Questioning Neo-Orientalism: A Study of Diverse Bicultural Responses of Emigrants in Tariq Ali’s Iranian Nights


  • Amna Tariq Lecturer, Department of English, University of Education, Lahore, Punjab, Pakistan
  • Sana Akram Lecturer, Department of English Language and Literature, University of Chenab, Gujrat, Punjab, Pakistan
  • Hasnat Ahmad Junior Lecture, Department of English, Mohi-ud-Din Islamic University, Nerian Sharif, AJK, Pakistan



Colonialism, Natives, Neo-Orientalism, Nervous Conditions, Violence


This research paper is the study of different structures of Neo-Orientalism and their opposite responses in the characters of Father and Son by application of Edward Said’s Orientalism. The dawn of modern age has brought with it new discourses of Orientalism based upon power structure (power/knowledge) where the physical colonization is not the only tool of colonization. In this phase, Islam and Islamophobia has become the new Orient, new ghost, which is generalized and reinforced by Western means of image production. Similarly, the power structures of Orientalist discourses are more hidden, complicated and powerful. They are like the air; easy to breathe and difficult to recognize. The paper questions bicultural identity of emigrants within Neo-Oriental propaganda produced in West and emigrants’ traumatic experience as a result. The paper further enhances Franz Fanon’s concept of “nervous conditions” by locating it within Neo-Oriental discourse since “nervous conditions” are not only confined to colonial violence. This paper stretches the concept of “nervous conditions” beyond simple colonial rule, nervousness and national revolution. The paper takes “nervous conditions” to the dilemmas of hybrid Muslim emigrants in West by defining them as “Natives” and highlighting new forms of colonial discourse in West in terms of Image production of Islam by commenting at the same time on the term “Post-Colonialism.” “Is the post really post?”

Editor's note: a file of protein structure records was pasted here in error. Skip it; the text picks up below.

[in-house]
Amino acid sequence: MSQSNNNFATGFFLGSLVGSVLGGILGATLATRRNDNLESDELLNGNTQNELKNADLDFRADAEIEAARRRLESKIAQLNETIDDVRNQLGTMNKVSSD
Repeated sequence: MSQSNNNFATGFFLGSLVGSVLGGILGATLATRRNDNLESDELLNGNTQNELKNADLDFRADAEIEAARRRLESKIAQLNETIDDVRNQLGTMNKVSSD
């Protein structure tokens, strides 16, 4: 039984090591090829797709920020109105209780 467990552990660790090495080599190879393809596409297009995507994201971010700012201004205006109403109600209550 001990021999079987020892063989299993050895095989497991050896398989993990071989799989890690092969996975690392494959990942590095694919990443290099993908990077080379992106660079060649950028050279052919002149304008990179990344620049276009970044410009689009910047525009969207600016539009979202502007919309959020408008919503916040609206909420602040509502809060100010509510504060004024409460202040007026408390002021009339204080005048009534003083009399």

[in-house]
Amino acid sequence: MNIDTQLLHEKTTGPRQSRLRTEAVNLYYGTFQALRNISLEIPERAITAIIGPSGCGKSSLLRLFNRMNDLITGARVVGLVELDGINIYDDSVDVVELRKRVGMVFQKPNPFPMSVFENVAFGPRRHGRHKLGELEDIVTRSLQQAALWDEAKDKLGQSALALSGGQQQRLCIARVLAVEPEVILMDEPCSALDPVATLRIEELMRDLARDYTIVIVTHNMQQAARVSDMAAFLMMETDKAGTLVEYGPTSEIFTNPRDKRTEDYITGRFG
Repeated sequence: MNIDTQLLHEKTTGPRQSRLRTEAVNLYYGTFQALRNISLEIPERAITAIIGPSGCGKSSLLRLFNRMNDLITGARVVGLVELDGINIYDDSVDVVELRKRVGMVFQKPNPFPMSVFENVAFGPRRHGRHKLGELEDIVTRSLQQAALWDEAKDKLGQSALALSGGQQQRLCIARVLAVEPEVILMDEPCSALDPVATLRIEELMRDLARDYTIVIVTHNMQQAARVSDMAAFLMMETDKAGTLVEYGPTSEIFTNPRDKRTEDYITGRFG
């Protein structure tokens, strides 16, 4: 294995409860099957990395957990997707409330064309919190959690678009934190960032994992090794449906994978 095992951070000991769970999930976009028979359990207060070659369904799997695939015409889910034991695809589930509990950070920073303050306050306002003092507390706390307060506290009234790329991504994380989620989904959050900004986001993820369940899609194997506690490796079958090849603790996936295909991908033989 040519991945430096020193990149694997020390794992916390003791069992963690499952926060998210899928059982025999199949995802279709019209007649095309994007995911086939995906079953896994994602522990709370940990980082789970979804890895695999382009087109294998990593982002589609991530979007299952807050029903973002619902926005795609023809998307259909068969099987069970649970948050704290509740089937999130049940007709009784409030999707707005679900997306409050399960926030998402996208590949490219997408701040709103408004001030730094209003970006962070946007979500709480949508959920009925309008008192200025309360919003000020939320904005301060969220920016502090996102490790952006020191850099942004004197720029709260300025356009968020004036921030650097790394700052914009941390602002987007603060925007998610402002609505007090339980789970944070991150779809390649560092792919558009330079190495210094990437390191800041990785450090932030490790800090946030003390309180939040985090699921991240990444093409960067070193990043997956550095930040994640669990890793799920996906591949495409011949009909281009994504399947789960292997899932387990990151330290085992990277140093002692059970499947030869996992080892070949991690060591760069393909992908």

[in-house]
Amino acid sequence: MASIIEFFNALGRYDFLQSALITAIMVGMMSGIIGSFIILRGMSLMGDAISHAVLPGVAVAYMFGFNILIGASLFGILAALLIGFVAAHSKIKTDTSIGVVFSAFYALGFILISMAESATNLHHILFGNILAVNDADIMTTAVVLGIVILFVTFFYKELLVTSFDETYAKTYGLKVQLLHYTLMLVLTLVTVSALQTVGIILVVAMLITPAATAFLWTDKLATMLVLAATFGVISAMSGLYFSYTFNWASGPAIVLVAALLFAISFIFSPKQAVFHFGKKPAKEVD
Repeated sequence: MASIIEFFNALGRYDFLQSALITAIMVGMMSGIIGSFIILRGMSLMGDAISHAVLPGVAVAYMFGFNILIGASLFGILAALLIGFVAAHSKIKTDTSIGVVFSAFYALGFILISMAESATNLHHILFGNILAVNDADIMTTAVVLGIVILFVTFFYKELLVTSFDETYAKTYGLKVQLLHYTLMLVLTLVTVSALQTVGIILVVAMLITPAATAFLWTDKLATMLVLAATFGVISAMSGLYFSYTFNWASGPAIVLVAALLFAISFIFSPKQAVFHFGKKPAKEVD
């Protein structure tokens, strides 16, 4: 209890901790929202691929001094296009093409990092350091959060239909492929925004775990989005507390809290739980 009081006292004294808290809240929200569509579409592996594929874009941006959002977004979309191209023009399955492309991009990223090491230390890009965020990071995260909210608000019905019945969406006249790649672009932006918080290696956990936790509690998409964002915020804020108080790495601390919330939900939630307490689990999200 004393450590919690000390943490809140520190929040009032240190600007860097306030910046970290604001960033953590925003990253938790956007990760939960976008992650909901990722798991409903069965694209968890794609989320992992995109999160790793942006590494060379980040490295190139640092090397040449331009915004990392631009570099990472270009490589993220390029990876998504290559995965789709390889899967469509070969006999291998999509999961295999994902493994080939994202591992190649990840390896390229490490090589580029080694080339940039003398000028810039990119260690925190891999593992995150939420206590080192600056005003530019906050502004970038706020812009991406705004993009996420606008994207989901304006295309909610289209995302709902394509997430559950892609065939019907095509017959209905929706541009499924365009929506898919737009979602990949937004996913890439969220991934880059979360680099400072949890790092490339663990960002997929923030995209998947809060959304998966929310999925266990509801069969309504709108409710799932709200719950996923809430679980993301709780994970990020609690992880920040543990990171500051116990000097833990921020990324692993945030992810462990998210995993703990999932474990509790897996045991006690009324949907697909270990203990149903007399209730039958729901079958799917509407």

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How to Cite

Tariq, A., Akram, S., & Ahmad, H. (2022). Questioning Neo-Orientalism: A Study of Diverse Bicultural Responses of Emigrants in Tariq Ali’s Iranian Nights. Pakistan Languages and Humanities Review, 6(2), 296–306.